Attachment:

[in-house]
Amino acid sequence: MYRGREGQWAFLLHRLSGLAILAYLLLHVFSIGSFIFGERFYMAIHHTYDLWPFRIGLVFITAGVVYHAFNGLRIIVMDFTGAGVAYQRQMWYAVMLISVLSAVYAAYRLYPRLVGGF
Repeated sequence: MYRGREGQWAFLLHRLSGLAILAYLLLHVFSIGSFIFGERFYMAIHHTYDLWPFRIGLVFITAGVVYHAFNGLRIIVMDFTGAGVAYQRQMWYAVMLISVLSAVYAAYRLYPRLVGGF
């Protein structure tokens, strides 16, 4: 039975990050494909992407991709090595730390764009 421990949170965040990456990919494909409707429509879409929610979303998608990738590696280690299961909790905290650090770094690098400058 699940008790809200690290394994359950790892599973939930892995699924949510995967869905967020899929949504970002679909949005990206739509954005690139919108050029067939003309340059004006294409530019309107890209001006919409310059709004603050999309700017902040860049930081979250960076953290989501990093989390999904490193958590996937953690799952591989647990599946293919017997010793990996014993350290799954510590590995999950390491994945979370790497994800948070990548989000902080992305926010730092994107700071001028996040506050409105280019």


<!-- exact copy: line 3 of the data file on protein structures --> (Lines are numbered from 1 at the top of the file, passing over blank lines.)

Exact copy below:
Repeated sequence: MYRGREGQWAFLLHRLSGLAILAYLLLHVFSIGSFIFGERFYMAIHHTYDLWPFRIGLVFITAGVVYHAFNGLRIIVMDFTGAGVAYQRQMWYAVMLISVLSAVYAAYRLYPRLVGGF